What is eCall? Automated emergency call technology explained
Latest safety tech eCall contacts the emergency services automatically if your car is involved in an accident
While the European Union can be a subject that causes division, there's no arguing that a unified Europe-wide outlook on vehicle safety has introduced a level of car safety that would have been unthinkable only a few years ago. Over time, safety kit such as airbags, anti-lock brakes and electronic stability control have all be legislated into the construction of every new car on sale in the UK and Europe.
And this legislation isn't standing still, as autonomous emergency braking increasingly becomes a standard feature on new cars, while another strand of emergency assistance is eCall. Abbreviation of Emergency Call, eCall is a system that phones the emergency services automatically if the vehicle it's fitted to is involved in an incident or accident. The eCall system is designed to improve emergency response times to incidents, and from April 2018 it's a pan-European standard that now has to be fitted to any new model being type approved for sale in the European market.
Car makers such as BMW, Vauxhall, Volvo and PSA Peugeot Citroen have already offered their own SOS systems, where occupants can either call for emergency help or the vehicle does it automatically if the electronic safety devices are activated, but eCall is an industry-wide standard. Much like the compulsory fitting of daytime running lights to new cars, eCall will only be standard on brand-new cars type approved from April 2018 onwards, and it won't be retrofitted to existing model ranges unless a car maker deems it a worthwhile addition.
The eCall system is an enhancement of current emergency call operation. The European-wide emergency services number is 112 - this also works in the UK alongside 999 - but further developments have seen E112 introduced. This can automatically send location information to the emergency services if you call on a mobile phone, using GPRS location services via the phone network. eCall builds further on E112, as it can automatically phone the emergency services with satellite-based GPS location information, and can also include details on whether the car's airbags have been deployed. This would then prepare the services for the kind of incident that has taken place. In the UK, the infrastructure for dealing with eCalls has already been put in place by telecommunications technology company Avaya in preparation for the new legislation.
The benefit of eCall is that it could reduce the emergency response times to an incident, increasing the chance of survival for anybody involved in an accident who is seriously hurt. Research during eCall's development showed that the reaction of emergency services to an accident could be reduced by 40 per cent in urban areas, while the response in rural areas could be improved by 50 per cent.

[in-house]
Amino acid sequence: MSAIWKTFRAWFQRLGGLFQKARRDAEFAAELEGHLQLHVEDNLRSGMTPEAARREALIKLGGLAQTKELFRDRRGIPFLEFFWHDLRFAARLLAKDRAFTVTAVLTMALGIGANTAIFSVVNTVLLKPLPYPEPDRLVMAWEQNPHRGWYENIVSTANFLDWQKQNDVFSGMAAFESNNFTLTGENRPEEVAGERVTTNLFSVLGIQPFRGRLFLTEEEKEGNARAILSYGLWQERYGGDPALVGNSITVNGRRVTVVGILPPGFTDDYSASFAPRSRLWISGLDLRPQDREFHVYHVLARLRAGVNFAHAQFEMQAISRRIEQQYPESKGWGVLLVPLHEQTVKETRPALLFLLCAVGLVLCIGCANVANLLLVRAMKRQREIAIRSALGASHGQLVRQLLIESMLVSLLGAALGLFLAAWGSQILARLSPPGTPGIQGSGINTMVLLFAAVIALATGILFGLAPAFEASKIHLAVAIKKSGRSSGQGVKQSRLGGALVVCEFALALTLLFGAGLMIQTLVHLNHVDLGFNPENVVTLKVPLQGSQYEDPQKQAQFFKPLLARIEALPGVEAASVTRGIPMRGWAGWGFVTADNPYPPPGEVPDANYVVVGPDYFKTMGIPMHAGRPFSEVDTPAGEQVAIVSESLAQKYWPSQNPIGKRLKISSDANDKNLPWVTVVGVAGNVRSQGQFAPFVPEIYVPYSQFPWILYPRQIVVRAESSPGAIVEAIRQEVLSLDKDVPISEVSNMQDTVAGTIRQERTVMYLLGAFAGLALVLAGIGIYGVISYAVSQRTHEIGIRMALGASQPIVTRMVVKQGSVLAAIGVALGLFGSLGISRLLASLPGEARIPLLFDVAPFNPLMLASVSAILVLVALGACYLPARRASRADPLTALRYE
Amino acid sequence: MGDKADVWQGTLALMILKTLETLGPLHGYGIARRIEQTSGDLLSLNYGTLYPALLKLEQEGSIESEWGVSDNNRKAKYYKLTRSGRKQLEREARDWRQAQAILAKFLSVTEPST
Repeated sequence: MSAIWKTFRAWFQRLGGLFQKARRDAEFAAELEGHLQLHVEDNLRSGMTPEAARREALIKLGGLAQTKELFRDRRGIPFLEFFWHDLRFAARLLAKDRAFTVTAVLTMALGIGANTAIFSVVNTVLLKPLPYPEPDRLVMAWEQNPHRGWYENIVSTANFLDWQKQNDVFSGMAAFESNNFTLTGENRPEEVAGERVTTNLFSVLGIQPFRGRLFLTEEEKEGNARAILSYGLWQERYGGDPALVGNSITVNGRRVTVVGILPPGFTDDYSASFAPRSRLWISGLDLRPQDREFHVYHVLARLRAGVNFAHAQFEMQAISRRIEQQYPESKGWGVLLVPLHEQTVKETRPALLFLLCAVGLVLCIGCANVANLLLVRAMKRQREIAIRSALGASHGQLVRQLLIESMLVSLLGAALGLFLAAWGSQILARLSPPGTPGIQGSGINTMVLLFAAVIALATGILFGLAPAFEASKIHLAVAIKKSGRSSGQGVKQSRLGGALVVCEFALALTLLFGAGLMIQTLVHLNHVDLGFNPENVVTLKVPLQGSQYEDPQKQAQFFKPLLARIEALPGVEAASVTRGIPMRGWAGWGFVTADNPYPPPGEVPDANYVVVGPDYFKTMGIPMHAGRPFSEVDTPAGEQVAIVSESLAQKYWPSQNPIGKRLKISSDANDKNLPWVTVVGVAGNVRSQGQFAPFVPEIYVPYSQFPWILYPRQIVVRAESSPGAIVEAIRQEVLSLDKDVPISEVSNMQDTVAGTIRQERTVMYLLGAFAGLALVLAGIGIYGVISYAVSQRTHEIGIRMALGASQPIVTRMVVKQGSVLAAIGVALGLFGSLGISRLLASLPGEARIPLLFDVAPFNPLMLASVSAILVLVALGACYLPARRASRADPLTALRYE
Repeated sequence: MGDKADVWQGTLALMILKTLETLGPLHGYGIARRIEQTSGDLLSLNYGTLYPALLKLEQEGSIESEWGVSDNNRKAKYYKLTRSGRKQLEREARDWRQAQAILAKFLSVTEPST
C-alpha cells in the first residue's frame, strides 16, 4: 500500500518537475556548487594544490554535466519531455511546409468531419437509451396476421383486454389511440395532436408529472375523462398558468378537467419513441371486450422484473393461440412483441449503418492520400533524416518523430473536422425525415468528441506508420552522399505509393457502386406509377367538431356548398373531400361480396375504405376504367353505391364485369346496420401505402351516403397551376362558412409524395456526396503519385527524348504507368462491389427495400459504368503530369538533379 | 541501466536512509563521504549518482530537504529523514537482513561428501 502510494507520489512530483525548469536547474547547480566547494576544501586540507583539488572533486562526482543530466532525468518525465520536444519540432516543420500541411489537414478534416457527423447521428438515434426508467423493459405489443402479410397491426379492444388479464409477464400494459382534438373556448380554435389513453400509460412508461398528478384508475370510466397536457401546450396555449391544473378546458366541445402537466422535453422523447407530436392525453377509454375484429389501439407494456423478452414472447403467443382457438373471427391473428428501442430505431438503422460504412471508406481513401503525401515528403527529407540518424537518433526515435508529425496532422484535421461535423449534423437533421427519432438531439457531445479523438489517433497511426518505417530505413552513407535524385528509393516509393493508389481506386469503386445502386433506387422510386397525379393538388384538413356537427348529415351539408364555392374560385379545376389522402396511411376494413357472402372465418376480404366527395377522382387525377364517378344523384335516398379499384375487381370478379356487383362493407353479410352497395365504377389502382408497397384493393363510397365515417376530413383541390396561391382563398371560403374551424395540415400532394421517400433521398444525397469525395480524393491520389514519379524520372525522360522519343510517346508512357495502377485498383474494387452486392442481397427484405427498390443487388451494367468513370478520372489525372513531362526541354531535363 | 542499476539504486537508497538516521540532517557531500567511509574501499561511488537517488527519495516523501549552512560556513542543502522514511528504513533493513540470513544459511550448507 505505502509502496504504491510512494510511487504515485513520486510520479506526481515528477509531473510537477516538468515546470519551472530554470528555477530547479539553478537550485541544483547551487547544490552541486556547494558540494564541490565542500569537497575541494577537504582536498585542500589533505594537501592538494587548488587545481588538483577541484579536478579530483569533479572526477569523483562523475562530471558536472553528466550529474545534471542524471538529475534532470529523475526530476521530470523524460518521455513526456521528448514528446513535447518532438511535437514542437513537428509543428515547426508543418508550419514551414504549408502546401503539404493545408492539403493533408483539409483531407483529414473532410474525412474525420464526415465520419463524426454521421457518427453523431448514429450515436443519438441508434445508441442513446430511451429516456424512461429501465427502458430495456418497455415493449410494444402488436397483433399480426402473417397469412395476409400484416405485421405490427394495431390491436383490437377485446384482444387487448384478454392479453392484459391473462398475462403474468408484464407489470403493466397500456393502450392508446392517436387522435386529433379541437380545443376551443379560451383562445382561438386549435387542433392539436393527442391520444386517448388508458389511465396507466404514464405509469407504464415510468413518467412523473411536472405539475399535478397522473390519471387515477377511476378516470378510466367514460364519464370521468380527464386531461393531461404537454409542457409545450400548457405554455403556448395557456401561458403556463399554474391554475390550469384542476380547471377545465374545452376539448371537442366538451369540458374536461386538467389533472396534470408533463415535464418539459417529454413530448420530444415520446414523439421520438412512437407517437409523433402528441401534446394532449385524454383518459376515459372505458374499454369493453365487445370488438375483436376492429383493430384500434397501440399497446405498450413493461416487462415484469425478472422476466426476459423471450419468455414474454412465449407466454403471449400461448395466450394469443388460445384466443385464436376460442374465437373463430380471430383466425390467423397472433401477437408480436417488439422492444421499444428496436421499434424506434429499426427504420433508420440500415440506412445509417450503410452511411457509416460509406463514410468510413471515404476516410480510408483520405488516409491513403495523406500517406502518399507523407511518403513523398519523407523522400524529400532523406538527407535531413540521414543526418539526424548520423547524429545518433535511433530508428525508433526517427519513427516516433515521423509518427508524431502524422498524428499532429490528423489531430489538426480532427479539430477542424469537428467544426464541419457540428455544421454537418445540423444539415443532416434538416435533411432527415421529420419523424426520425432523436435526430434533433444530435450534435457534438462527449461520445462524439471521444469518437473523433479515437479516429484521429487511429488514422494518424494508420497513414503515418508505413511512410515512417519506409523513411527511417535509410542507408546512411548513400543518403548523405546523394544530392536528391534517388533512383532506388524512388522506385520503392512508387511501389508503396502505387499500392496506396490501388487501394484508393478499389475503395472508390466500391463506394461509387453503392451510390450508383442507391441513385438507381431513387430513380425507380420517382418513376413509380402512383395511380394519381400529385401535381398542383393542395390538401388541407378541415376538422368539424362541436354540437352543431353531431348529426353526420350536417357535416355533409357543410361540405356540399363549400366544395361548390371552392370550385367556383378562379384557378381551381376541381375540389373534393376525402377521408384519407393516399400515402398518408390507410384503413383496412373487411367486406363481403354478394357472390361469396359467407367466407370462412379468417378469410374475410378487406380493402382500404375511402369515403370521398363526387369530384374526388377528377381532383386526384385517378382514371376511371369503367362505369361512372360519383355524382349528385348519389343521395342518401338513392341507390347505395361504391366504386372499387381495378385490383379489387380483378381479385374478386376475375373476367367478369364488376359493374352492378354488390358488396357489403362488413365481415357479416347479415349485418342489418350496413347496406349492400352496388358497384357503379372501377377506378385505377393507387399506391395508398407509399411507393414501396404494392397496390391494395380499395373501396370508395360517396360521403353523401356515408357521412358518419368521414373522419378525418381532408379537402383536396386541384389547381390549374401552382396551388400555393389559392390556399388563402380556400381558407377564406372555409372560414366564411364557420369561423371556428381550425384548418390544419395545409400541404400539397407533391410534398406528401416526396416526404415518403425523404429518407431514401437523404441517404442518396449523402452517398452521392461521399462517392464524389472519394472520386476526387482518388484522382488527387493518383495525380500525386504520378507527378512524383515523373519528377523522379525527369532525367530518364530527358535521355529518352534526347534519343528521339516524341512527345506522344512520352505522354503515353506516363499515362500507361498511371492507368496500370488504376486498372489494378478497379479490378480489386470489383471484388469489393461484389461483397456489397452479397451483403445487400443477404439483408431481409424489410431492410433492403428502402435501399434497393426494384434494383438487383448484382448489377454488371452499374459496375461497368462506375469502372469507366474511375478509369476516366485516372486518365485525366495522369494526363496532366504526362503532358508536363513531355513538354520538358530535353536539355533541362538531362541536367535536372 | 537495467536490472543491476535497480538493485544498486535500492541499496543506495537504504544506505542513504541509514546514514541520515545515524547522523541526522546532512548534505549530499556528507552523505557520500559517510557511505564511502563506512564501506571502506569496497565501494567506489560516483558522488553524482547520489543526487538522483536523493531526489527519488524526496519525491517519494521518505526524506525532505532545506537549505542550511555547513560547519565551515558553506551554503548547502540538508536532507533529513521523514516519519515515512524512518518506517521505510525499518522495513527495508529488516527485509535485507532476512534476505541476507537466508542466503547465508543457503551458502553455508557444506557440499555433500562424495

We spoke to Andy Rooke, a UK-based expert on eCall who is working with Avaya to ensure eCall works as a system that can help the emergency services. He has been involved with the implementation of the eCall system both in Europe and the UK. "The eCall system is in place in the UK and ready to be used," explained Andy. "But at the moment the limiting factor is training for emergency call centre staff to deal with an incoming eCall message. Staff need to be trained to deal with an eCall emergency and the corresponding additional information it will provide.
"In the UK, eCall information is dealt with by British Telecom, who forward the eCall to a police call centre," Andy explained. "Then, the police will need to decode the information from the eCall, and if necessary contact the other emergency services if they are needed to deal with an incident. It sounds more complicated [than a standard 999 call], but once the police are up to speed with decoding the accident information, then the emergency response should be faster and more effective."
One perception of this GPS-based technology is that drivers will be monitored remotely via the systems. However, Andy reassured us that privacy isn't compromised: "The current SOS systems provided by car manufacturers are able to track a vehicle at all times, whether the SOS button has been pressed or not" he told us. "But while eCall uses the same technology, it's essentially a 'dormant' system, and only communicates with the network in the event of an accident. Yes there is a microphone on-board and the GPS tracking software, but the system only fully activates when an accident has occurred, so there are no issues with 'snooping' or vehicle tracking."
And what if you have an accident in a part of the country where there is poor reception, or you're involved in an incident where there is a high volume of call traffic, such as after a pop concert or football match, for example? "The network is designed to recognise when an eCall is being made, and this will take priority over conventional calls," explained Rooke.
With more vehicle connectivity making its way into new cars, the addition of eCall can only help improve the chances of the emergency services being able to come to your assistance, should the worst happen to you and your passengers.
Do you think eCall is a good idea? Have your say in the comments…